Sipthorp was sorely missed by the Bulldogs, particularly around the stoppages, and while coach Damien Lock said after the game his injury wouldn’t have made a difference to the end result, it certainly didn’t help.
The Bulldogs kicked the first goal of the second term through Spooner from a free kick at the six-minute mark.
However, the Bulldogs wouldn’t score again for the rest of the quarter as they were powerless to stop the Cats’ slick brand of running, skilful football.
As well as their strong run and spread, the Cats controlled the contested possession and forced the Bulldogs into constant turnovers.
Inside forward 50, the athletic duo of Lachlan Collins and Bacon were both proving handfuls for the Bulldogs defence as they combined for five of the Cats’ first eight goals.
Also leading the charge in the second term for the Cats was co-captain Matt Bongiovanni across half-forward, while the half-back line remained impassable.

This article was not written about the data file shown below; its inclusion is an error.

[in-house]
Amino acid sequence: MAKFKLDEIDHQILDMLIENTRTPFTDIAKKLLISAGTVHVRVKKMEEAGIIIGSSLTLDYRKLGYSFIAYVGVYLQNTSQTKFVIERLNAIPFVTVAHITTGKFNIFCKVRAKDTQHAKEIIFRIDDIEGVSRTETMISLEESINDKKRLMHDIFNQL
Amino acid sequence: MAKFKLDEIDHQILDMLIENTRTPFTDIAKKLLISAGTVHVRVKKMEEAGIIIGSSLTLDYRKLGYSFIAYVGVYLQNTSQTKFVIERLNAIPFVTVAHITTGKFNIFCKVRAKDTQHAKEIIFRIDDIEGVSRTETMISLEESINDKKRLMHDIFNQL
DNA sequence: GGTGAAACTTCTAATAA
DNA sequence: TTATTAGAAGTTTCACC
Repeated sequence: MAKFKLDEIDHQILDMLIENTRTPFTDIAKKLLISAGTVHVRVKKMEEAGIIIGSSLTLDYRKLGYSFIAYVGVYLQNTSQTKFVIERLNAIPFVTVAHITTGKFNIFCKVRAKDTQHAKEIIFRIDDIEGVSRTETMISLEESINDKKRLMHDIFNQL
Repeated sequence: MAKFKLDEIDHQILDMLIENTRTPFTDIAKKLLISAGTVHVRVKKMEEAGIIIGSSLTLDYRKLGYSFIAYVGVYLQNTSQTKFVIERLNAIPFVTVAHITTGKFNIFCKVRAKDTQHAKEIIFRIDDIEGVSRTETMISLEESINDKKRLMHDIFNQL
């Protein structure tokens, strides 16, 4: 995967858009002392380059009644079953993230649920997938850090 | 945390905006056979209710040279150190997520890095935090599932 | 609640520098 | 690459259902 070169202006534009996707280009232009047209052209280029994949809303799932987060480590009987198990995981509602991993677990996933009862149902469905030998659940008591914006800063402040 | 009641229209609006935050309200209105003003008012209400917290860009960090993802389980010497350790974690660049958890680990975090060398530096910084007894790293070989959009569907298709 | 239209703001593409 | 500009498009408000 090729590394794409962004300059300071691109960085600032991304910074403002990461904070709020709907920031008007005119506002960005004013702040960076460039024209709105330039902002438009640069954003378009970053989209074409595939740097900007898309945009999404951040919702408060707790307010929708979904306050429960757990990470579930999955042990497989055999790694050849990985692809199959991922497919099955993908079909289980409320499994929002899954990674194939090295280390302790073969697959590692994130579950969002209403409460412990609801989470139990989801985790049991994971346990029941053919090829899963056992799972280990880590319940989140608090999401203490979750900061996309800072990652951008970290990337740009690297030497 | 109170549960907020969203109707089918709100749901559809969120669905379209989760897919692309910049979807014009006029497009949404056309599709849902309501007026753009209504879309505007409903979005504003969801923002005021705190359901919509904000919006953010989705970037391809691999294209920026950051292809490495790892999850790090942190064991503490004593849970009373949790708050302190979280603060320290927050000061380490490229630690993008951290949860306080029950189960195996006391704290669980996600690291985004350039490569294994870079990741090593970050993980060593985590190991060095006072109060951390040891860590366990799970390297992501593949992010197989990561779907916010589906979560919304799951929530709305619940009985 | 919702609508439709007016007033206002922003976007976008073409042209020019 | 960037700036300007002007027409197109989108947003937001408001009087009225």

Such was the dominance of the Cats in the second quarter, they had 17 inside 50s to four, kicking 3.3 – and two out on the full – to 1.0 to lead by 46 points at half-time.
And there was no let up in the third quarter as the Cats continued to assert their authority, while the Bulldogs were out on their feet and the confidence that had been such a key factor in their giant-killing run over the first three weeks of the finals had evaporated.
The Cats booted the first four goals of the third quarter inside 11 minutes to kill off any hopes of an unlikely Bulldogs’ comeback.